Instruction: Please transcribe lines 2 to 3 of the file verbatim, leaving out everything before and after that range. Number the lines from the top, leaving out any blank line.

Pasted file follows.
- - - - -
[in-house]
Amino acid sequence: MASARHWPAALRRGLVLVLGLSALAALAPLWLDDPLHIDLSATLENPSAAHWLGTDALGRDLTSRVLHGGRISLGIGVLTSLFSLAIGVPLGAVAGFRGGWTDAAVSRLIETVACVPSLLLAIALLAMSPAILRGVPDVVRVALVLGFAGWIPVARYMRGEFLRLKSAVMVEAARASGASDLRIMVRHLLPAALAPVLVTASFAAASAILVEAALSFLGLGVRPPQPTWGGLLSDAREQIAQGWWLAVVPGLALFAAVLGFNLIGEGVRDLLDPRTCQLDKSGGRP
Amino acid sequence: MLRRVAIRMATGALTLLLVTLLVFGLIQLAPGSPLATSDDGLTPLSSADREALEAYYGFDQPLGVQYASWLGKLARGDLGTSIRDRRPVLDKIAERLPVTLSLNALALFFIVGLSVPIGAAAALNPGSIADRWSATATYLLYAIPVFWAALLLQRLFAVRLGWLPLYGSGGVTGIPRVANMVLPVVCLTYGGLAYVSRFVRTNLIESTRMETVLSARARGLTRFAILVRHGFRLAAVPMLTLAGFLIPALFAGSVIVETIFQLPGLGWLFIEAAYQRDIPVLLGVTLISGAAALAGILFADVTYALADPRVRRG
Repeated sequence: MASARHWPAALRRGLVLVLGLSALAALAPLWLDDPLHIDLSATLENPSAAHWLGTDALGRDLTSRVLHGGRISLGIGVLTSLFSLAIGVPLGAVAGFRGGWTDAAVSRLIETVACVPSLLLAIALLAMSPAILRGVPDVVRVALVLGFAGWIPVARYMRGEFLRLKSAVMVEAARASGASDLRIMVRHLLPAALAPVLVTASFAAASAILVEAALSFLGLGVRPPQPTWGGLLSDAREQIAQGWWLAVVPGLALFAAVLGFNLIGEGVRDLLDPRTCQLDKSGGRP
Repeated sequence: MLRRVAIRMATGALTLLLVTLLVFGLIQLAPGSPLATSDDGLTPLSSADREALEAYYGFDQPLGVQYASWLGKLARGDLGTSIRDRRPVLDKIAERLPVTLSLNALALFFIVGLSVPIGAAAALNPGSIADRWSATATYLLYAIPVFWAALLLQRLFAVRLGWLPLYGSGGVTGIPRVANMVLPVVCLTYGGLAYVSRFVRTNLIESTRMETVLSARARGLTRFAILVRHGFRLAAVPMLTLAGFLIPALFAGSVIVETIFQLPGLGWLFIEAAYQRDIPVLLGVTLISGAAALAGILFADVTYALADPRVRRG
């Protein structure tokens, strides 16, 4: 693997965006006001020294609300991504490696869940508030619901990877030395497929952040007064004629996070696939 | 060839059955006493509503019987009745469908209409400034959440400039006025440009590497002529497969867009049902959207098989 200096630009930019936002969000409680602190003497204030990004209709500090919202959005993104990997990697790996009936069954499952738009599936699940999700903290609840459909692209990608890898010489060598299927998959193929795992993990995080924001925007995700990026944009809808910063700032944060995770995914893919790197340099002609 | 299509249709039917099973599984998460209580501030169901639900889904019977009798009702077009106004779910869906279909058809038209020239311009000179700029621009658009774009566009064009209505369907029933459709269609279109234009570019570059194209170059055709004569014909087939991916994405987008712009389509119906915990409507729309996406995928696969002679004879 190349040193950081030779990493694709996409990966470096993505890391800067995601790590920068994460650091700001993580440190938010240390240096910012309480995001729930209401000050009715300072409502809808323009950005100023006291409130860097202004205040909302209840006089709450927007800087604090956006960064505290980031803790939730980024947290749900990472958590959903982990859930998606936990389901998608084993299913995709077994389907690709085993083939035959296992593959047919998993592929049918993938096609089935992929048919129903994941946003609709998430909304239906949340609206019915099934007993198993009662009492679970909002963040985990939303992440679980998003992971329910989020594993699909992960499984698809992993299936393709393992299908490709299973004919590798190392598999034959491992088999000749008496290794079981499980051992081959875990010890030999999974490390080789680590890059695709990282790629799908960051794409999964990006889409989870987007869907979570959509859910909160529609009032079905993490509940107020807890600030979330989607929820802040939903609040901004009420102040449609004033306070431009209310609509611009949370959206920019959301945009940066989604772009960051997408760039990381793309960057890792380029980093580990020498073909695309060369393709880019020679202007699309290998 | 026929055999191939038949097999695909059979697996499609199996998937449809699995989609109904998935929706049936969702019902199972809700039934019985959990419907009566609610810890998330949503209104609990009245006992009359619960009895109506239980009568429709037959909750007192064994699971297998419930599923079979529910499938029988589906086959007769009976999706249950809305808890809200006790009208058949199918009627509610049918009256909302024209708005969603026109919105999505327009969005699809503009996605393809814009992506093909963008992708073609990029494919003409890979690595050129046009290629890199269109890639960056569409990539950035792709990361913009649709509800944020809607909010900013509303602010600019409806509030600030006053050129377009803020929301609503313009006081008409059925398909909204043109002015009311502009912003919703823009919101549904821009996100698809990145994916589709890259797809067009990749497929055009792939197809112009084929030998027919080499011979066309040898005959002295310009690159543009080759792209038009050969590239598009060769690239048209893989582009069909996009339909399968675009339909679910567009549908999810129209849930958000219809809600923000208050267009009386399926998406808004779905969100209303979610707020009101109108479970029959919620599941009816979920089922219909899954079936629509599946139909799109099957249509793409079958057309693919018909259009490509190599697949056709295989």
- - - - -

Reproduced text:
Amino acid sequence: MASARHWPAALRRGLVLVLGLSALAALAPLWLDDPLHIDLSATLENPSAAHWLGTDALGRDLTSRVLHGGRISLGIGVLTSLFSLAIGVPLGAVAGFRGGWTDAAVSRLIETVACVPSLLLAIALLAMSPAILRGVPDVVRVALVLGFAGWIPVARYMRGEFLRLKSAVMVEAARASGASDLRIMVRHLLPAALAPVLVTASFAAASAILVEAALSFLGLGVRPPQPTWGGLLSDAREQIAQGWWLAVVPGLALFAAVLGFNLIGEGVRDLLDPRTCQLDKSGGRP
Amino acid sequence: MLRRVAIRMATGALTLLLVTLLVFGLIQLAPGSPLATSDDGLTPLSSADREALEAYYGFDQPLGVQYASWLGKLARGDLGTSIRDRRPVLDKIAERLPVTLSLNALALFFIVGLSVPIGAAAALNPGSIADRWSATATYLLYAIPVFWAALLLQRLFAVRLGWLPLYGSGGVTGIPRVANMVLPVVCLTYGGLAYVSRFVRTNLIESTRMETVLSARARGLTRFAILVRHGFRLAAVPMLTLAGFLIPALFAGSVIVETIFQLPGLGWLFIEAAYQRDIPVLLGVTLISGAAALAGILFADVTYALADPRVRRG